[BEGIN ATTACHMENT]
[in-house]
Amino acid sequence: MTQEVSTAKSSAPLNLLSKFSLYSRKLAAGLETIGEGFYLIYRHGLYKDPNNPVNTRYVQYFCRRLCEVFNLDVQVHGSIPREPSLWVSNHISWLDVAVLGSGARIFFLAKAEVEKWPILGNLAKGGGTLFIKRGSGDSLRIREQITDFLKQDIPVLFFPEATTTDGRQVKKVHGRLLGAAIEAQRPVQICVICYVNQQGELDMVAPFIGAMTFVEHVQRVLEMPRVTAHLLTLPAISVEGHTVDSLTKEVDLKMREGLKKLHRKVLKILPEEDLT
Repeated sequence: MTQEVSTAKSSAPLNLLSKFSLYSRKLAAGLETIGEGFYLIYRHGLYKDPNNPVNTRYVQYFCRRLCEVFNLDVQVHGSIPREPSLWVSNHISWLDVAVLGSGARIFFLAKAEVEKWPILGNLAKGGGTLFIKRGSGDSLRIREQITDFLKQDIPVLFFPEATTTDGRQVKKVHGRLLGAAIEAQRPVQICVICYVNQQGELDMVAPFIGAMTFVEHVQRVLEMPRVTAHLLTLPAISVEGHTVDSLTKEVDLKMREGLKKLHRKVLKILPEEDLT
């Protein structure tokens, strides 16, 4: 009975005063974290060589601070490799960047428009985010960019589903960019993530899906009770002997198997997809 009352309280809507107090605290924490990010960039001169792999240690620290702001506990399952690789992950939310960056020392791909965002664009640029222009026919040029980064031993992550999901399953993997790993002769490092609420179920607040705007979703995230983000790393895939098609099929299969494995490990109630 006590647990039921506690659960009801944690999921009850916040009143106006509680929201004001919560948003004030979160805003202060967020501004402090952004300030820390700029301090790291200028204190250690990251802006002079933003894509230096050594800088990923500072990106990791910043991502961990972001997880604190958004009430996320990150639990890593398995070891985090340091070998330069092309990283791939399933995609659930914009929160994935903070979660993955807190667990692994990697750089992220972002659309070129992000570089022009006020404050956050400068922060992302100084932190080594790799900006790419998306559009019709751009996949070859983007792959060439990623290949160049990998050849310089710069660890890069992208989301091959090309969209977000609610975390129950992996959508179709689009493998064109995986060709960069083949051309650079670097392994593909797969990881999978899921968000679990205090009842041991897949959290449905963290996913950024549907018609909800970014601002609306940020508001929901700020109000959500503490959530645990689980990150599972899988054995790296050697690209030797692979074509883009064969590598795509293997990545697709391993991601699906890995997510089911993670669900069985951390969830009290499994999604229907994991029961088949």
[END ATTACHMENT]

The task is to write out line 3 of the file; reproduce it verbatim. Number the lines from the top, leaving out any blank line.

Repeated sequence: MTQEVSTAKSSAPLNLLSKFSLYSRKLAAGLETIGEGFYLIYRHGLYKDPNNPVNTRYVQYFCRRLCEVFNLDVQVHGSIPREPSLWVSNHISWLDVAVLGSGARIFFLAKAEVEKWPILGNLAKGGGTLFIKRGSGDSLRIREQITDFLKQDIPVLFFPEATTTDGRQVKKVHGRLLGAAIEAQRPVQICVICYVNQQGELDMVAPFIGAMTFVEHVQRVLEMPRVTAHLLTLPAISVEGHTVDSLTKEVDLKMREGLKKLHRKVLKILPEEDLT